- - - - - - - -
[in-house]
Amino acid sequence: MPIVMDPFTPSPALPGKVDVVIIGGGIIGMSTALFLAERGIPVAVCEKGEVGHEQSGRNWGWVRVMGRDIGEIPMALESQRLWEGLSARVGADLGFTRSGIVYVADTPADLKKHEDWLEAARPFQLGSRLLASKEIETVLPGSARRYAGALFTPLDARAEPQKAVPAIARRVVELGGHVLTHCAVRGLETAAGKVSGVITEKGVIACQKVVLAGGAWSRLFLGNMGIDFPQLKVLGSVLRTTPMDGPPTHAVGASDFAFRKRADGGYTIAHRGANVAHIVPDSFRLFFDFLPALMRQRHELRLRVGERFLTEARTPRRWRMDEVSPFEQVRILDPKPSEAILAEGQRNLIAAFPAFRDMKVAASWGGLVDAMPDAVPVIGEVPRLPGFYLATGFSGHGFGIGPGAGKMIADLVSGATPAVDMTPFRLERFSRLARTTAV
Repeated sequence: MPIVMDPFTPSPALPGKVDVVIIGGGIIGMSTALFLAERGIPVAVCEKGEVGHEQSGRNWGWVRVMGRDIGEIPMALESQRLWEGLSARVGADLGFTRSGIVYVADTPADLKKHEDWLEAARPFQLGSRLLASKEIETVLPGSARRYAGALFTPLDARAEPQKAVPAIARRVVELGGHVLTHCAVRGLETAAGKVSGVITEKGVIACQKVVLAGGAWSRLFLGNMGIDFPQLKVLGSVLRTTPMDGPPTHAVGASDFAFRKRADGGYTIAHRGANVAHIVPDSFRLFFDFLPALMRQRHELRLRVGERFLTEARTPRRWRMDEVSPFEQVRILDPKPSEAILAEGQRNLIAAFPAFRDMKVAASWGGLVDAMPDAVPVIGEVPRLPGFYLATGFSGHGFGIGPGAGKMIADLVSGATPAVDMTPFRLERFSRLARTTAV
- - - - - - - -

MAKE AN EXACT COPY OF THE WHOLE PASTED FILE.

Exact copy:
[in-house]
Amino acid sequence: MPIVMDPFTPSPALPGKVDVVIIGGGIIGMSTALFLAERGIPVAVCEKGEVGHEQSGRNWGWVRVMGRDIGEIPMALESQRLWEGLSARVGADLGFTRSGIVYVADTPADLKKHEDWLEAARPFQLGSRLLASKEIETVLPGSARRYAGALFTPLDARAEPQKAVPAIARRVVELGGHVLTHCAVRGLETAAGKVSGVITEKGVIACQKVVLAGGAWSRLFLGNMGIDFPQLKVLGSVLRTTPMDGPPTHAVGASDFAFRKRADGGYTIAHRGANVAHIVPDSFRLFFDFLPALMRQRHELRLRVGERFLTEARTPRRWRMDEVSPFEQVRILDPKPSEAILAEGQRNLIAAFPAFRDMKVAASWGGLVDAMPDAVPVIGEVPRLPGFYLATGFSGHGFGIGPGAGKMIADLVSGATPAVDMTPFRLERFSRLARTTAV
Repeated sequence: MPIVMDPFTPSPALPGKVDVVIIGGGIIGMSTALFLAERGIPVAVCEKGEVGHEQSGRNWGWVRVMGRDIGEIPMALESQRLWEGLSARVGADLGFTRSGIVYVADTPADLKKHEDWLEAARPFQLGSRLLASKEIETVLPGSARRYAGALFTPLDARAEPQKAVPAIARRVVELGGHVLTHCAVRGLETAAGKVSGVITEKGVIACQKVVLAGGAWSRLFLGNMGIDFPQLKVLGSVLRTTPMDGPPTHAVGASDFAFRKRADGGYTIAHRGANVAHIVPDSFRLFFDFLPALMRQRHELRLRVGERFLTEARTPRRWRMDEVSPFEQVRILDPKPSEAILAEGQRNLIAAFPAFRDMKVAASWGGLVDAMPDAVPVIGEVPRLPGFYLATGFSGHGFGIGPGAGKMIADLVSGATPAVDMTPFRLERFSRLARTTAV